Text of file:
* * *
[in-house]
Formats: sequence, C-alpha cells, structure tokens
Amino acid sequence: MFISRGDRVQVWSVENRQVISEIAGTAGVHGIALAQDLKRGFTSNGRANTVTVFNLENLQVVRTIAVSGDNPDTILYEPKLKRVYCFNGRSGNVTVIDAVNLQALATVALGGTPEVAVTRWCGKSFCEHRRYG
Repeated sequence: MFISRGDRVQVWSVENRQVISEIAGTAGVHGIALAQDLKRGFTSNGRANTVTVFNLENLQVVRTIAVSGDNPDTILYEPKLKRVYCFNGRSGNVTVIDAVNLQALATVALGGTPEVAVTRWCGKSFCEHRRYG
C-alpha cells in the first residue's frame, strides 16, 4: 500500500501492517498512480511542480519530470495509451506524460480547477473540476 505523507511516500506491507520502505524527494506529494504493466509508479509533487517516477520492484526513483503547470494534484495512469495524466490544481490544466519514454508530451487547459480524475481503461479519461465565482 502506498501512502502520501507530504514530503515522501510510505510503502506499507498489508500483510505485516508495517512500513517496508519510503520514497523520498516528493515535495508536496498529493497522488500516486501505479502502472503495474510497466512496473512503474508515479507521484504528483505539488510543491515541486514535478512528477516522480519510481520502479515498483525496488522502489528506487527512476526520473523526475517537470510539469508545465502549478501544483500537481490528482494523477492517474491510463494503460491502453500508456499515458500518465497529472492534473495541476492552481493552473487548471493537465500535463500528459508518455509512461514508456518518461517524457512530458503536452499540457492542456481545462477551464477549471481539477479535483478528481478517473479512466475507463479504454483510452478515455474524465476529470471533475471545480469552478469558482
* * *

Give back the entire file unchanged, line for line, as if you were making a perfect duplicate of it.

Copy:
[in-house]
Formats: sequence, C-alpha cells, structure tokens
Amino acid sequence: MFISRGDRVQVWSVENRQVISEIAGTAGVHGIALAQDLKRGFTSNGRANTVTVFNLENLQVVRTIAVSGDNPDTILYEPKLKRVYCFNGRSGNVTVIDAVNLQALATVALGGTPEVAVTRWCGKSFCEHRRYG
Repeated sequence: MFISRGDRVQVWSVENRQVISEIAGTAGVHGIALAQDLKRGFTSNGRANTVTVFNLENLQVVRTIAVSGDNPDTILYEPKLKRVYCFNGRSGNVTVIDAVNLQALATVALGGTPEVAVTRWCGKSFCEHRRYG
C-alpha cells in the first residue's frame, strides 16, 4: 500500500501492517498512480511542480519530470495509451506524460480547477473540476 505523507511516500506491507520502505524527494506529494504493466509508479509533487517516477520492484526513483503547470494534484495512469495524466490544481490544466519514454508530451487547459480524475481503461479519461465565482 502506498501512502502520501507530504514530503515522501510510505510503502506499507498489508500483510505485516508495517512500513517496508519510503520514497523520498516528493515535495508536496498529493497522488500516486501505479502502472503495474510497466512496473512503474508515479507521484504528483505539488510543491515541486514535478512528477516522480519510481520502479515498483525496488522502489528506487527512476526520473523526475517537470510539469508545465502549478501544483500537481490528482494523477492517474491510463494503460491502453500508456499515458500518465497529472492534473495541476492552481493552473487548471493537465500535463500528459508518455509512461514508456518518461517524457512530458503536452499540457492542456481545462477551464477549471481539477479535483478528481478517473479512466475507463479504454483510452478515455474524465476529470471533475471545480469552478469558482